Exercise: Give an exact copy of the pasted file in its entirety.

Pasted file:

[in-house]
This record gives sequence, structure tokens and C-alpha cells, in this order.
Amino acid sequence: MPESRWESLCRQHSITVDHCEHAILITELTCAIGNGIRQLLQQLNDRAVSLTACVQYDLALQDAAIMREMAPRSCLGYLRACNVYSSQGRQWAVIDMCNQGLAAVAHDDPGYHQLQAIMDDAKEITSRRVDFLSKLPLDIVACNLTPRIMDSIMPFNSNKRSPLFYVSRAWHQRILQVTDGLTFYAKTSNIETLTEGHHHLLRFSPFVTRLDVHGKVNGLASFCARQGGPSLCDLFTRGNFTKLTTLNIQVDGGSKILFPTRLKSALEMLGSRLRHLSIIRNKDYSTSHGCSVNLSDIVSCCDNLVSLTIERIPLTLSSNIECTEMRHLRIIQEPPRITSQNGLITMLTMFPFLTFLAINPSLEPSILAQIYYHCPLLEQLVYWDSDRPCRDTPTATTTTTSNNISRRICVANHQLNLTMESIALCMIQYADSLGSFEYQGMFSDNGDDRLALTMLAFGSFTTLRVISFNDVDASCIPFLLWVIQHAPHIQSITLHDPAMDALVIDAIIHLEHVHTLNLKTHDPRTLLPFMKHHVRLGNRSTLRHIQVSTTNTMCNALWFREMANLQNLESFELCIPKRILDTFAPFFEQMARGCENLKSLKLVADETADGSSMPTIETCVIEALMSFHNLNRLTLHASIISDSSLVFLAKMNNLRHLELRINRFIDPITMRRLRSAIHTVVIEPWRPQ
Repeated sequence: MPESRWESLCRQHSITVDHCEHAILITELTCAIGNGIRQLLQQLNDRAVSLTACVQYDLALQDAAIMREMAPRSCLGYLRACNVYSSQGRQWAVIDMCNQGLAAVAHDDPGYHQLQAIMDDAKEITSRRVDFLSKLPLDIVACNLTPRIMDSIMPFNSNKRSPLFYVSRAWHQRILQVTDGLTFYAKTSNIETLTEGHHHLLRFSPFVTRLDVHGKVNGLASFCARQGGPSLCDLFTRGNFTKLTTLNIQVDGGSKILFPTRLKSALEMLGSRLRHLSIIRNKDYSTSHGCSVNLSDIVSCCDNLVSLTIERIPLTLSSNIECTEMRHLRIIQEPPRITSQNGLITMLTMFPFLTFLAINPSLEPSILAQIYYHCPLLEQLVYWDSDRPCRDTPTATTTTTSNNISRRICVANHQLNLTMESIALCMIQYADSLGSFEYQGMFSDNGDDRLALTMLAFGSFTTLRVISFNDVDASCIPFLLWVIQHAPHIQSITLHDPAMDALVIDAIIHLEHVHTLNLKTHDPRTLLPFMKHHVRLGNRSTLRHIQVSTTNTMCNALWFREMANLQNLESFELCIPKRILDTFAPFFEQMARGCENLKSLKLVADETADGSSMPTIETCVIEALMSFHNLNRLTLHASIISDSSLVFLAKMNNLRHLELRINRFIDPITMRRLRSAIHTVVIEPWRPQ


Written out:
[in-house]
This record gives sequence, structure tokens and C-alpha cells, in this order.
Amino acid sequence: MPESRWESLCRQHSITVDHCEHAILITELTCAIGNGIRQLLQQLNDRAVSLTACVQYDLALQDAAIMREMAPRSCLGYLRACNVYSSQGRQWAVIDMCNQGLAAVAHDDPGYHQLQAIMDDAKEITSRRVDFLSKLPLDIVACNLTPRIMDSIMPFNSNKRSPLFYVSRAWHQRILQVTDGLTFYAKTSNIETLTEGHHHLLRFSPFVTRLDVHGKVNGLASFCARQGGPSLCDLFTRGNFTKLTTLNIQVDGGSKILFPTRLKSALEMLGSRLRHLSIIRNKDYSTSHGCSVNLSDIVSCCDNLVSLTIERIPLTLSSNIECTEMRHLRIIQEPPRITSQNGLITMLTMFPFLTFLAINPSLEPSILAQIYYHCPLLEQLVYWDSDRPCRDTPTATTTTTSNNISRRICVANHQLNLTMESIALCMIQYADSLGSFEYQGMFSDNGDDRLALTMLAFGSFTTLRVISFNDVDASCIPFLLWVIQHAPHIQSITLHDPAMDALVIDAIIHLEHVHTLNLKTHDPRTLLPFMKHHVRLGNRSTLRHIQVSTTNTMCNALWFREMANLQNLESFELCIPKRILDTFAPFFEQMARGCENLKSLKLVADETADGSSMPTIETCVIEALMSFHNLNRLTLHASIISDSSLVFLAKMNNLRHLELRINRFIDPITMRRLRSAIHTVVIEPWRPQ
Repeated sequence: MPESRWESLCRQHSITVDHCEHAILITELTCAIGNGIRQLLQQLNDRAVSLTACVQYDLALQDAAIMREMAPRSCLGYLRACNVYSSQGRQWAVIDMCNQGLAAVAHDDPGYHQLQAIMDDAKEITSRRVDFLSKLPLDIVACNLTPRIMDSIMPFNSNKRSPLFYVSRAWHQRILQVTDGLTFYAKTSNIETLTEGHHHLLRFSPFVTRLDVHGKVNGLASFCARQGGPSLCDLFTRGNFTKLTTLNIQVDGGSKILFPTRLKSALEMLGSRLRHLSIIRNKDYSTSHGCSVNLSDIVSCCDNLVSLTIERIPLTLSSNIECTEMRHLRIIQEPPRITSQNGLITMLTMFPFLTFLAINPSLEPSILAQIYYHCPLLEQLVYWDSDRPCRDTPTATTTTTSNNISRRICVANHQLNLTMESIALCMIQYADSLGSFEYQGMFSDNGDDRLALTMLAFGSFTTLRVISFNDVDASCIPFLLWVIQHAPHIQSITLHDPAMDALVIDAIIHLEHVHTLNLKTHDPRTLLPFMKHHVRLGNRSTLRHIQVSTTNTMCNALWFREMANLQNLESFELCIPKRILDTFAPFFEQMARGCENLKSLKLVADETADGSSMPTIETCVIEALMSFHNLNRLTLHASIISDSSLVFLAKMNNLRHLELRINRFIDPITMRRLRSAIHTVVIEPWRPQ